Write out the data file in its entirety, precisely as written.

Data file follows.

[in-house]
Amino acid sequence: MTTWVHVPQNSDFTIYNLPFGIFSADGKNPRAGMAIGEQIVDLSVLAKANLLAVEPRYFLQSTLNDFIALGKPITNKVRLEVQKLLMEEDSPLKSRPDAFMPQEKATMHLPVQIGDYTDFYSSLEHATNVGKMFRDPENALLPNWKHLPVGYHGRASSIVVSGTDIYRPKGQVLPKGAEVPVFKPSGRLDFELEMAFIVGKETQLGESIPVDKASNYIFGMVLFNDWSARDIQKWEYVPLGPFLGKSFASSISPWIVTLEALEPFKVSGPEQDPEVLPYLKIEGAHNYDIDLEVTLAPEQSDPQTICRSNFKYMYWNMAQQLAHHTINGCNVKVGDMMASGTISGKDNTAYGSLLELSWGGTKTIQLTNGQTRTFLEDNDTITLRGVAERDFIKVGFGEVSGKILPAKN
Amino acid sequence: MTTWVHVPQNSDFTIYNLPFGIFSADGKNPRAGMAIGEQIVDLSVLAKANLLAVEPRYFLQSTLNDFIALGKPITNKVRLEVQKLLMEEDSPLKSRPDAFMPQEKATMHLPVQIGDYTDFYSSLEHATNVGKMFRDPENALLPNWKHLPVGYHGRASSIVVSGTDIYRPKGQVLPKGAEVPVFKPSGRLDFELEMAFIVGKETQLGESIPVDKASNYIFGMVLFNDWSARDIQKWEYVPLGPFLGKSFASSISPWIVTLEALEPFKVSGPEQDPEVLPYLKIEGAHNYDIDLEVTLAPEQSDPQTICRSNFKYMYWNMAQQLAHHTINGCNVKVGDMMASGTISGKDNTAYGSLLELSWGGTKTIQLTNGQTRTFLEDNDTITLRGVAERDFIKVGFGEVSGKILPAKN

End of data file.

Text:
[in-house]
Amino acid sequence: MTTWVHVPQNSDFTIYNLPFGIFSADGKNPRAGMAIGEQIVDLSVLAKANLLAVEPRYFLQSTLNDFIALGKPITNKVRLEVQKLLMEEDSPLKSRPDAFMPQEKATMHLPVQIGDYTDFYSSLEHATNVGKMFRDPENALLPNWKHLPVGYHGRASSIVVSGTDIYRPKGQVLPKGAEVPVFKPSGRLDFELEMAFIVGKETQLGESIPVDKASNYIFGMVLFNDWSARDIQKWEYVPLGPFLGKSFASSISPWIVTLEALEPFKVSGPEQDPEVLPYLKIEGAHNYDIDLEVTLAPEQSDPQTICRSNFKYMYWNMAQQLAHHTINGCNVKVGDMMASGTISGKDNTAYGSLLELSWGGTKTIQLTNGQTRTFLEDNDTITLRGVAERDFIKVGFGEVSGKILPAKN
Amino acid sequence: MTTWVHVPQNSDFTIYNLPFGIFSADGKNPRAGMAIGEQIVDLSVLAKANLLAVEPRYFLQSTLNDFIALGKPITNKVRLEVQKLLMEEDSPLKSRPDAFMPQEKATMHLPVQIGDYTDFYSSLEHATNVGKMFRDPENALLPNWKHLPVGYHGRASSIVVSGTDIYRPKGQVLPKGAEVPVFKPSGRLDFELEMAFIVGKETQLGESIPVDKASNYIFGMVLFNDWSARDIQKWEYVPLGPFLGKSFASSISPWIVTLEALEPFKVSGPEQDPEVLPYLKIEGAHNYDIDLEVTLAPEQSDPQTICRSNFKYMYWNMAQQLAHHTINGCNVKVGDMMASGTISGKDNTAYGSLLELSWGGTKTIQLTNGQTRTFLEDNDTITLRGVAERDFIKVGFGEVSGKILPAKN